The tattoo, a means of expression with therapeutic virtues

Several scientific studies show that tattoos are more than just fashion accessories. People with tattoos usually have deeper motivations than just having a nice design on their body. Scientific studies have even revealed that having a tattoo boosts self-esteem permanently.

The very first known tattoo dates back to the Neolithic period (around 2600 BC): the mummified body of Ötzi, a hunter found trapped in an alpine glacier, sported around sixty geometric patterns on his legs, torso and chest. lower back. Today in France there are nearly 4,000 tattoo parlors; an IFOP survey reported in January 2017 that 14% of French people were tattooed. According to the National Union of Tattoo Artists, tattooing is now considered “the 10th art” and is gaining more and more followers.

A simple aesthetic appeal? A fad ? For Viren Swami, a psychologist at Anglia Ruskin University and a specialist in body image, a tattoo is inherently much more than that: ” Given its permanent nature, the pain involved and the planning often required to get it done. tattoo, it is very difficult to conceptualize the tattoo as a fashion accessory ,” he explains.

The tattoo as a way to appropriate your body

The art of tattooing dates back millennia. Some psychologists believe that tattooing then had an evolutionary purpose: according to their theory, in prehistoric times, it was necessary to have strong immune defenses to survive the danger of infection inherent in tattooing; thus, the individuals who resisted this marking of the skin proved that they were genetically strong and therefore partners of choice for reproduction.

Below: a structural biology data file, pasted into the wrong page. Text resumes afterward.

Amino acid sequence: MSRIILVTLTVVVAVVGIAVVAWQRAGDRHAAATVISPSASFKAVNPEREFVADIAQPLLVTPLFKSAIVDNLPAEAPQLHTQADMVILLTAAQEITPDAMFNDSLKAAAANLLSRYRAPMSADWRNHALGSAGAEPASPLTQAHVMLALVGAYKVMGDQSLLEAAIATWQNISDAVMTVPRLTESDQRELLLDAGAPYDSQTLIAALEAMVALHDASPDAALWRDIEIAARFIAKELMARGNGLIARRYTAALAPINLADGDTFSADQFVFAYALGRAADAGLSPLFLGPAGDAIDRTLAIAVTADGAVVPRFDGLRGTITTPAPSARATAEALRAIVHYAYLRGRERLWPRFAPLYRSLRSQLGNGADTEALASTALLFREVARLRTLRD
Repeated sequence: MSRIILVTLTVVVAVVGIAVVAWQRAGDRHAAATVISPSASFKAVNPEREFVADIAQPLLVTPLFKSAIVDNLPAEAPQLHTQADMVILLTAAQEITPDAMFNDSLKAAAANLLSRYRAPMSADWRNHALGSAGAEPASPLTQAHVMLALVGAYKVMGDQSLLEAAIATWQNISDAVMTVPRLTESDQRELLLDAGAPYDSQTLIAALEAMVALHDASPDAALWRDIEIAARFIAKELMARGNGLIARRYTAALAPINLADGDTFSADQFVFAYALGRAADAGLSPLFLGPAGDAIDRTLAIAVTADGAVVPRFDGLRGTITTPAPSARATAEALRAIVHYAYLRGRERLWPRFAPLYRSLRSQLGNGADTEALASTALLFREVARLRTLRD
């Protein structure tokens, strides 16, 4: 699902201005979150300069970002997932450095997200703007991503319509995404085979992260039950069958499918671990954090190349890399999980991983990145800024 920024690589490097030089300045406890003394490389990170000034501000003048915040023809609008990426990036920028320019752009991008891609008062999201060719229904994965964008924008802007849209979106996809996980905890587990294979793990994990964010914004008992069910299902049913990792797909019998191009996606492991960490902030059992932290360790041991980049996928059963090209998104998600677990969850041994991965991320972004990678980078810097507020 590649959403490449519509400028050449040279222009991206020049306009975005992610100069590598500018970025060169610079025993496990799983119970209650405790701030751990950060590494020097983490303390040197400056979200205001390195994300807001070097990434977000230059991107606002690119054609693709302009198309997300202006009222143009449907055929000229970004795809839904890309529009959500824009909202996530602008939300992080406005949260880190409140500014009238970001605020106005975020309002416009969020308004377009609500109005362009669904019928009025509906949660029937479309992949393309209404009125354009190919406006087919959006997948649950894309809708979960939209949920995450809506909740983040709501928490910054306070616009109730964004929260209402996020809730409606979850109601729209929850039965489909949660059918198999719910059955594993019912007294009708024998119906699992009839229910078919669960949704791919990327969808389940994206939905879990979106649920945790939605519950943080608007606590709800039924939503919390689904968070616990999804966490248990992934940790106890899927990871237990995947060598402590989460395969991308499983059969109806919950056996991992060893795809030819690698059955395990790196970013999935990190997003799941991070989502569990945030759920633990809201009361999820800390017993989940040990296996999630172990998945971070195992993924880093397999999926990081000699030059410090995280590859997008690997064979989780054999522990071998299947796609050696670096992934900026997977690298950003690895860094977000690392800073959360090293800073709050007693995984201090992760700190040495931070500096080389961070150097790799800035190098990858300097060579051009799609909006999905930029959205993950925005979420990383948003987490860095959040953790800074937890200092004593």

But Viren Swami is not convinced by this assumption. For this specialist, the only thing that counts is the way in which individuals have expressed themselves — and still express themselves — via this art, according to the historical and cultural context. He explains that tattoos in Britain grew in popularity after Captain Cook’s exploration of the Pacific; indeed, at that time, sailors returned to the country with tribal tattoos engraved on their skin by the natives. Then, the art of tattooing became very popular in English high society towards the end of the 19th century, when the very first electric tattoo machine was invented.

For this category of people, it was a matter of clearly marking their belonging to the upper classes. King George V himself sported a tattoo of a red and blue dragon. Then, during the 20th century, the tattoo gradually left the mundane sphere to join the anti-social rebellion movements (gangs, punks, etc.) – the human body then served directly as a support to express its refusal of the established rules, to signal membership of a small group, etc.